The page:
My best birthday cakes ever, and yes, I’m bragging this time

March 31, 2010

When I was little, my mother always made our birthday cakes. She even let us choose what shapes she’d make them in. I loved that, so when I had kids, I decided it would be the one thing I would always find time for. Of course, my mother didn’t work full time when I was in school, so she had a lot more time than me. But a promise to myself is a promise, and every year I’ve made the boys cakes.

Some cakes were easy, like the year my older boy wanted a book.Although he insisted the book be about a fireman, so for this non-artist, that was a challenge.

Then there was the year he wanted a hippo. I have no idea what a hippo cake should look like, but whatever that is, it wasn’t what mine turned out like. Fortunately, he was only three, so didn’t mind.

I really liked the artist’s pallete I did for my younger kid one year,

and last year’s Amazing Race party merited a great world map cake too.



And the guitar cake for my younger guy was a big hit too.

But this year I think I outdid myself. Given that we live in Vancouver and the party fell right after the end of the Paralympics, my boys chose mascot cakes. I had convinced them to combine their parties into one, so I would only have to do one party this year. But both insisted on having their own cakes, and fair enough. Still, that meant I had to produce two Olympic mascots in one morning.

But produce I did. Working from a drawing my seven year old made, and with a stuffie of each of my subjects perched on the counter before me, I created a Quatchi cake and a MukMuk cake. And I think they are my best cakes yet. The kids at the party loved them, although MukMuk was more popular than Quatchi (but that could have been because I used chocolate-dyed coconut for his fur, which not every kid may have loved).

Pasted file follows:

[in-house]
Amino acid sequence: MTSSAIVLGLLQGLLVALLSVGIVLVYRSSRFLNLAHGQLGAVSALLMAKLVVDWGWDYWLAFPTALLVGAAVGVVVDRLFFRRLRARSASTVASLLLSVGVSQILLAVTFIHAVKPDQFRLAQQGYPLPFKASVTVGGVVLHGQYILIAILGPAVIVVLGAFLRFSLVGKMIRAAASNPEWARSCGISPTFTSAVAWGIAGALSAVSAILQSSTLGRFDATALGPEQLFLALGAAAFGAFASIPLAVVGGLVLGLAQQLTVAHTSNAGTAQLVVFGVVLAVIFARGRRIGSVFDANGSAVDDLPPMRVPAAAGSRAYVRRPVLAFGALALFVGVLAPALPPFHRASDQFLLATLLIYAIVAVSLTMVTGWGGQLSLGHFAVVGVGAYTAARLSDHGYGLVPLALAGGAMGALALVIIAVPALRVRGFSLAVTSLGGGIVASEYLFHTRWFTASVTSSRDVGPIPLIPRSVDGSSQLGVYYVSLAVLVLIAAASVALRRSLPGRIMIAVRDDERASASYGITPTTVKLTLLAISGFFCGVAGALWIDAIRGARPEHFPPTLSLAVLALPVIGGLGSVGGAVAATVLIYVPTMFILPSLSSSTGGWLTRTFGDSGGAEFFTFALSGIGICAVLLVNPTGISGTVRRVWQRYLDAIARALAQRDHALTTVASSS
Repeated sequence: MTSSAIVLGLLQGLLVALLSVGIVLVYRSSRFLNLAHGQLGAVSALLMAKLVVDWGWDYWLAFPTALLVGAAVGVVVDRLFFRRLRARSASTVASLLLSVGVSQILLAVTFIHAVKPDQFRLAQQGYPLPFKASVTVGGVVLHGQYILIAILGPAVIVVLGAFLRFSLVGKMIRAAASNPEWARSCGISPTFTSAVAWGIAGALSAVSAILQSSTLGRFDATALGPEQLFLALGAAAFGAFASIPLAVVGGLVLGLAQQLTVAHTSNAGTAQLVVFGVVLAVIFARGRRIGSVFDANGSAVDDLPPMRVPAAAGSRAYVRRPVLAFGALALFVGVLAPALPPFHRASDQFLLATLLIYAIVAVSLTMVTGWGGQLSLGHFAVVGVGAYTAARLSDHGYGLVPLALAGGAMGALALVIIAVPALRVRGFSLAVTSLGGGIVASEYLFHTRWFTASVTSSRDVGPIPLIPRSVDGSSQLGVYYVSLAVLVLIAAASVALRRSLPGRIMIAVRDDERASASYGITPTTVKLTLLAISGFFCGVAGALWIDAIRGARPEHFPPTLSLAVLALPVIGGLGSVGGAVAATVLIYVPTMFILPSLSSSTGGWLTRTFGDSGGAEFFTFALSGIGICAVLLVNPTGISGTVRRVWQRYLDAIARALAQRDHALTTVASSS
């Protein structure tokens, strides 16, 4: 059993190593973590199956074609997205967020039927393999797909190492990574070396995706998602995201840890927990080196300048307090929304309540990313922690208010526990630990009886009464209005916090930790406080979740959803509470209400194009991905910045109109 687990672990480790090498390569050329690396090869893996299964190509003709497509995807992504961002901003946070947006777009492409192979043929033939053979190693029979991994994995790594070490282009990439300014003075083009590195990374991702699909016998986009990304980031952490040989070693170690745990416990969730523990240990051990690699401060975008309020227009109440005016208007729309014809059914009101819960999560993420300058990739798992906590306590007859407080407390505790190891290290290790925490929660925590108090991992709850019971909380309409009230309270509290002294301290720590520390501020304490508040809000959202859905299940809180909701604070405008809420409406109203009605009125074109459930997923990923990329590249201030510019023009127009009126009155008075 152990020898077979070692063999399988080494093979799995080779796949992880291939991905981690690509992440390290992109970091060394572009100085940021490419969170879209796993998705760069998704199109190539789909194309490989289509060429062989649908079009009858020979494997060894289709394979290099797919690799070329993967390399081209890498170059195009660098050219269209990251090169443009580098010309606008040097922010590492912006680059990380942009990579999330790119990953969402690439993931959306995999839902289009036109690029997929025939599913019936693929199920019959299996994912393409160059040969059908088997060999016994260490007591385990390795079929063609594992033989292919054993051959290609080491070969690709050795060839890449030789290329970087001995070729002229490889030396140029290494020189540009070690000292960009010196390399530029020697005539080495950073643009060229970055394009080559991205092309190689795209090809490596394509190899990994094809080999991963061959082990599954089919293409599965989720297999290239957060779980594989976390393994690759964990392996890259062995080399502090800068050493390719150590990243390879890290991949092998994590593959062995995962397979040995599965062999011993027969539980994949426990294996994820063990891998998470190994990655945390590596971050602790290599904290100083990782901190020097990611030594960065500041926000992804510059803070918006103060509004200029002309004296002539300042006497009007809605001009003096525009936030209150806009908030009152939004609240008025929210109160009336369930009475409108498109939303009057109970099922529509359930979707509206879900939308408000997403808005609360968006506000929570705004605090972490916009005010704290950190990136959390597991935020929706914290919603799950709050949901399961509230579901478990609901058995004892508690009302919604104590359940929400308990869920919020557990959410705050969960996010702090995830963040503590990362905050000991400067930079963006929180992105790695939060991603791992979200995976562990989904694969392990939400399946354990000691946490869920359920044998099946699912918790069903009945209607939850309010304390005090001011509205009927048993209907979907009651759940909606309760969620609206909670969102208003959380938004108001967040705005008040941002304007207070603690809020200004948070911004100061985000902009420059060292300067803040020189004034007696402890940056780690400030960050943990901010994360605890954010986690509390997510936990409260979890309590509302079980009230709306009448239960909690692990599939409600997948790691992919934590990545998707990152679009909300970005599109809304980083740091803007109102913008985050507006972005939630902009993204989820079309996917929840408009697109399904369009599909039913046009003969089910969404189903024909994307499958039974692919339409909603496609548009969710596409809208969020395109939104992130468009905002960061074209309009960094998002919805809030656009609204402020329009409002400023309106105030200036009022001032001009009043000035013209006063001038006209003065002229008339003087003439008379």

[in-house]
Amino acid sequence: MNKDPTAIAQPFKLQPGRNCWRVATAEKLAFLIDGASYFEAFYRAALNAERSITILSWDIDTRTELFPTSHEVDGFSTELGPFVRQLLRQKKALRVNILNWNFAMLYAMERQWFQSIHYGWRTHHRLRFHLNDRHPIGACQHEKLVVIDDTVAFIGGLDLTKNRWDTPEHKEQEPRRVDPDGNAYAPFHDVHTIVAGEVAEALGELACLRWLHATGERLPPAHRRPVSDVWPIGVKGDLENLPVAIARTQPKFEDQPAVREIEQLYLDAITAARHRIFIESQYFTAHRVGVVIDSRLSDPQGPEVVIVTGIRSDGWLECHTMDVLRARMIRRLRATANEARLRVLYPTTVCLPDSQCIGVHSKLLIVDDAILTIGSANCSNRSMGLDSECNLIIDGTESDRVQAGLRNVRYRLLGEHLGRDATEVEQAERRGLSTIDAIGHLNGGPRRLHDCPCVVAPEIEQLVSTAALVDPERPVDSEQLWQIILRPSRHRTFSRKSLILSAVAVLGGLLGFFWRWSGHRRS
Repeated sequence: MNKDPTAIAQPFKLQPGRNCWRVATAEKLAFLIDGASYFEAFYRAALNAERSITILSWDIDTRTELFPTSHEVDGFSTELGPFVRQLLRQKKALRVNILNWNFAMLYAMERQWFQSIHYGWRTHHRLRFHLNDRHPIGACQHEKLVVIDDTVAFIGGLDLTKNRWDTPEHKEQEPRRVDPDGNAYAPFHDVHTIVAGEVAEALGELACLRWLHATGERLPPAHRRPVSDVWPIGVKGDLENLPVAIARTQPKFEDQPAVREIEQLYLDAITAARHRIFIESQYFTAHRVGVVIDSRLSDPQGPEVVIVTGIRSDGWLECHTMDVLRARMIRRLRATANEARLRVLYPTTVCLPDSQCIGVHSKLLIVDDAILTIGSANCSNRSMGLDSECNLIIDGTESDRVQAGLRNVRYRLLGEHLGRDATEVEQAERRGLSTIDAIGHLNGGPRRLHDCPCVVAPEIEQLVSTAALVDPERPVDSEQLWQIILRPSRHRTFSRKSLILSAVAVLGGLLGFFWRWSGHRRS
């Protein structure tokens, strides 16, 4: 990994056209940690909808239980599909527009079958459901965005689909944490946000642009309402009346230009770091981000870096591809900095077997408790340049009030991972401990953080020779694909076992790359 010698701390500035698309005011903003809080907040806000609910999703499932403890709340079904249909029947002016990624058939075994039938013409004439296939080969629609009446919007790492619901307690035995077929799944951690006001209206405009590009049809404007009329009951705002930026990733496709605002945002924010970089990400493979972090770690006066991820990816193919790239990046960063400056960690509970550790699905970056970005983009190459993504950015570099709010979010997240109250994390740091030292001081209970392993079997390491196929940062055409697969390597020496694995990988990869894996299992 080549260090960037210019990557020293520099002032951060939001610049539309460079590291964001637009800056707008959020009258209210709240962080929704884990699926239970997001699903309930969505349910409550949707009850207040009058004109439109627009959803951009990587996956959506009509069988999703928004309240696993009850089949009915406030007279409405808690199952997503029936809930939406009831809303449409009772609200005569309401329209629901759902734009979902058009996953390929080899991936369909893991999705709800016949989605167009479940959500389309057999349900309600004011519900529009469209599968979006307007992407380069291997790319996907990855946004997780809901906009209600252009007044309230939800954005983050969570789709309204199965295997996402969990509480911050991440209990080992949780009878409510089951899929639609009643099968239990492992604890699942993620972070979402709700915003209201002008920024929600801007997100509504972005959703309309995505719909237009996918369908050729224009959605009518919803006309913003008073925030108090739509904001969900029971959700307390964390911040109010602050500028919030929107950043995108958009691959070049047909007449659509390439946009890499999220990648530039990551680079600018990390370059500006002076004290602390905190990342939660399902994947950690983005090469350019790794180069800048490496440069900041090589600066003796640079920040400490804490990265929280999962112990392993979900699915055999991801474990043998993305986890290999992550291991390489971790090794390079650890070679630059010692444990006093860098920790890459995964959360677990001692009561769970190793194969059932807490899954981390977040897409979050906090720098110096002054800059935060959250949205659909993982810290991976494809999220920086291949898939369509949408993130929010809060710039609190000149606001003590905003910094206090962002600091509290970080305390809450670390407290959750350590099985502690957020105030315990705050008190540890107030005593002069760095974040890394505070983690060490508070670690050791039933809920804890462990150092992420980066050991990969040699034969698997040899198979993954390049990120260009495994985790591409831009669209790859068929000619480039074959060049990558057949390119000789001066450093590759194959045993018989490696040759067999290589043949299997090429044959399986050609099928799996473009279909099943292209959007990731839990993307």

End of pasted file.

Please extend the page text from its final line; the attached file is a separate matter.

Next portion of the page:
I just hope next year they want something simple, like another bowling alley.


A child plays “Olympics” — we adults could learn a lot

February 23, 2010

My seven year old is home sick today, and since I am trying to keep the tv off for at least part of this sick day, he gathered up his stuffies (stuffed animals to you non-parents) to play Olympics.

First, he put his two mascots into his slippers and said they were doing the luge.





Then he put them into daddy’s slippers and they were bobsledders. (Sorry it’s a bit blurry. They were moving too fast for a good photo.)



Then he built his own sliding track. Note how safe it is. His track has lots of spectators, but they all have a great view of the whole track.



Here are the athletes in the dressing room.




Here are the spectators lining up to get in.




Here are two spectators trading Olympic pins.




Through the eyes of a child, I give you the Playroom Sliding Centre. Go Canada Go!

Media relations: Will there be a flood of pitches after the Olympics

February 22, 2010

The advice for media relations professionals from the time the Olympics pulled into full gear this month is to not pitch anything, unless it was an Olympics story. And that’s good advice, because very little else is making news anywhere in the Lower Mainland this last couple weeks.